Instead of responding to her cry, Jesus argues that He really shouldn’t be casting such great miracles before the dogs of the Gentiles. She wisely continues her pursuit, presenting a responding argument that as a dog, she’ll gladly take the crumbs that fall to her. What a great lesson she teaches us. Our worship must always have a heartfelt ring of “Whatever, whenever, however God, just bless me!” to it. So He gives in and heals her, thrilled at her great and faith-filled pursuit. Oh, for such demanding hunger that argues with God for His blessings!

In the next paragraph, Matthew records for us that multitudes came to Him and were healed, “so the multitude marveled when they say the mute speaking, the maimed made whole, the lame walking, and the blind seeing; and they glorified the God of Israel.”

Jesus is the Great Physician, the mighty Healer of the children of men. I find it sad how we overlook the miraculous nature of God. We like to bring Him down to our level. “Well, you know I just think that in modern times, He heals through modern medicine…” Yes, He invented all of it and yes, He uses it, but let us never forget to look for the miraculous and to ask, to beg, to plead for His blessing.

I had a conversation a couple of years ago with a good friend who used to sit under my preaching every week, but who had moved to another town, gotten married, and attended a church of a different denomination. He related to me the story of a funeral that he attended. As he watched the mourners pass the casket to pay their last respects, his heart cried out within him, “Why did nobody ask God even once to heal her?”

Our answer, as good traditional Baptists, might be, “Well, it was just her time, it just wasn’t God’s will to heal her.” Though my friend and I may not agree on all things, I support his question. Why do we no think to ask, to beg, to plead with a worshipful heart to the Almighty Healer to perform miracles. I don’t believe He will always heal, for people do get sick and die, but shouldn’t we at least ask Him?

The theological argument that has arisen from this issue relates to the atonement, and whether or not physical healing for all of God’s people was purchased at the cross or not. I think it’s a moot point either way. The cross proves He heals in the ultimate way, spiritually and eternally. Healing didn’t necessarily have to be purchased, in the sense of a financial transaction, by His atoning death. He was already able to heal, but His atoning death was the ultimate picture of the great work of an Almighty Physician to heal the diseases of the spirit, the soul, and the body.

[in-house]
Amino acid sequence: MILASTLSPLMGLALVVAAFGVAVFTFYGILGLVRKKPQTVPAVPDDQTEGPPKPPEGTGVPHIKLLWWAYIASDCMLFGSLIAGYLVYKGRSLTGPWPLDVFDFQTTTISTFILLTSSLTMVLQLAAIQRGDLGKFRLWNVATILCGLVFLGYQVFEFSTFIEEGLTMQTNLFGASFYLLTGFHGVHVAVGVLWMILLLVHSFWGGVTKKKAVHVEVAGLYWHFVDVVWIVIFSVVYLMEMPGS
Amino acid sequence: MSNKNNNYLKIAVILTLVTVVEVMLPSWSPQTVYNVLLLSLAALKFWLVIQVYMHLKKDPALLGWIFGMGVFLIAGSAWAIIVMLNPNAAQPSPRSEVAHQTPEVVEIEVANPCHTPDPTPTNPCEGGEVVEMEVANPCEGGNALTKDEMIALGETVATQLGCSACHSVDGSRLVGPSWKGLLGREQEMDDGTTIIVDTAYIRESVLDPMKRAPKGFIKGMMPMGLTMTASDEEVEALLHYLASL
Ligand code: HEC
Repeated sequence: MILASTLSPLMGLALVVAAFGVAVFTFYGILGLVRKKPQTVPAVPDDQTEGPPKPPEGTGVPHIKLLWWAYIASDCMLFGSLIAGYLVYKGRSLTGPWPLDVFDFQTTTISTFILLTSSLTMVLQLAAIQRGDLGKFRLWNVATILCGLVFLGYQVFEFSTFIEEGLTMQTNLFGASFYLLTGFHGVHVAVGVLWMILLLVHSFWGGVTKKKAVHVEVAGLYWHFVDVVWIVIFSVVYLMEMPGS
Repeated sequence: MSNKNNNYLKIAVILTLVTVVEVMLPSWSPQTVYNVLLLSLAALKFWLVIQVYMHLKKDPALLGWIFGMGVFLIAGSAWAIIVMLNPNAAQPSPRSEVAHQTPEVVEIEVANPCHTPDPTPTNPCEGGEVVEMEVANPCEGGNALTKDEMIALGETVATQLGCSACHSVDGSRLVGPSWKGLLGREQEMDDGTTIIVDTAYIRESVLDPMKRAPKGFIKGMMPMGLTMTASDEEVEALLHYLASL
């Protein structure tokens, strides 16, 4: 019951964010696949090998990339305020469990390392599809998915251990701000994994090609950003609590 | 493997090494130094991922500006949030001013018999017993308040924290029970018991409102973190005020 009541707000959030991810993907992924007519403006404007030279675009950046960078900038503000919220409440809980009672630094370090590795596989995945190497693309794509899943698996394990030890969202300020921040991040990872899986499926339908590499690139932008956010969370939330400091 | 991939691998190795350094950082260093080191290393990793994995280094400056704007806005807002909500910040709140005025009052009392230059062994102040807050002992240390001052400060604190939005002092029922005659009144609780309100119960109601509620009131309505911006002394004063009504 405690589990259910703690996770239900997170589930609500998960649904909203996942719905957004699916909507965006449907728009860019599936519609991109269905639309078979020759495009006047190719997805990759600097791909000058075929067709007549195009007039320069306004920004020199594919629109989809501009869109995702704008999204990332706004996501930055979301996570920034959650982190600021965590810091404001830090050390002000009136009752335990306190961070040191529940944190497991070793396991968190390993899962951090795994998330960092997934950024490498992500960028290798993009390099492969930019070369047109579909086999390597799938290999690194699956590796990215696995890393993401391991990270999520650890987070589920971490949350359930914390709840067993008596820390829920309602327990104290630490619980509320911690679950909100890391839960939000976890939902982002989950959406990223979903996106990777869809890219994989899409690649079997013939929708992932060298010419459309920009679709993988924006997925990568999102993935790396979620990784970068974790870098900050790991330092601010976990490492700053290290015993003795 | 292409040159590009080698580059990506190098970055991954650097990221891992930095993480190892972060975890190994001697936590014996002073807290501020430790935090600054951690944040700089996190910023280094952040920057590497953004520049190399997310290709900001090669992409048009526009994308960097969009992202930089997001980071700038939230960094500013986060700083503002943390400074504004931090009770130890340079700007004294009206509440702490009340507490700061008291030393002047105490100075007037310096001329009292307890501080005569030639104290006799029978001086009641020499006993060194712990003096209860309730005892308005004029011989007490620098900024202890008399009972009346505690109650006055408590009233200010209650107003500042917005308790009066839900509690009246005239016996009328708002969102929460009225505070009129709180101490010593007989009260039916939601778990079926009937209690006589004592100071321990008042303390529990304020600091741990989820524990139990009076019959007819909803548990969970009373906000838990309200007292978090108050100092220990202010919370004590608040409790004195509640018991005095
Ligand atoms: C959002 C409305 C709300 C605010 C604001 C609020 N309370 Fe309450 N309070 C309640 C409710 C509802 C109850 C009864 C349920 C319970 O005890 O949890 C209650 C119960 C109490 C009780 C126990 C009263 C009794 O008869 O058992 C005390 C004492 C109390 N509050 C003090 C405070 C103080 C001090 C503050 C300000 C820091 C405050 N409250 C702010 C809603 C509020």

I think we have naturalized God and have forgotten that He’s a God of tremendous power, who is overwhelmed with compassion, and who desires to give unspeakable peace and joy to His children. He is just as alive and well today as He was in the days of Moses and Jesus. As the old song puts it, “He is able to deliver thee!” So ask, pray, beg, be an intercessor, anoint with oil, believe that He will work miracles, but ultimately trust His decisions no matter what.

True Patriotic Heroism

“Zebulun and Naphtali were a people that jeoparded their lives unto the death in the high places of the field.” -Judges 5:18

There are a lot of great songs in the Bible. The book of Psalms reads like a hymnbook without notes. There is the song of Moses and the song of Miriam. Judges, chapter five, contains the song of Deborah after she and Barak fought with Jabin and Sisera. The fight must have been hard fought and though God gave them victory, much loss must have been incurred.

At the end of the day’s fighting, Deborah composed a song in which she recounted the day’s battle. In the midst of the song, she points out that some of the tribes wanted to approach the situation with diplomacy, in writing. Others remained at home to mind their own business. Still others fought from ships or from stationary bunkers on the beach, but two tribes – Zebulun and Naphtali – put their very lives on the line. They fought in the high places of the fields, hand to hand.

The Hebrew word for “jeoparded” means that they exposed themselves to the elements of battle, risked reproach and even death for the cause of Israel. For the rest of the tribes, the bleakness of their plight was unconcerning. For Zebulun and Naphtali, however, Israel’s safety and future were at stake. Issachar was the third tribe involved directly in the battle. It is apparent that Issachar covered the main front while the other two tribes provided reinforcements.

When it comes to fighting spiritual battles today, many of us are like Benjamin and Ephraim. We’d like to make an agreement with evil that says, “You don’t bother me, and I won’t bother you.” Obviously evil forces don’t honor peace treaties! Others of us are willing to fight, but only from a safe spot such as a ship or a bunker. It’s much easier to look the part of a hero when your uniform doesn’t get messy. But how many of us will be like Zebulun and Naphtali who were willing to engage the enemy and risk everything believing that the Kingdom of God was worth it? The spiritual climate enjoyed by future generations hinges on our decisiveness in putting our lives on the line to prove that God is still on His throne!

What’s the spiritual battle from which you want to retreat today? Stand up and risk all to fight on the open plain, and God will be your greatest Defender! Whether we live or die, God’s name will be honored in the fight!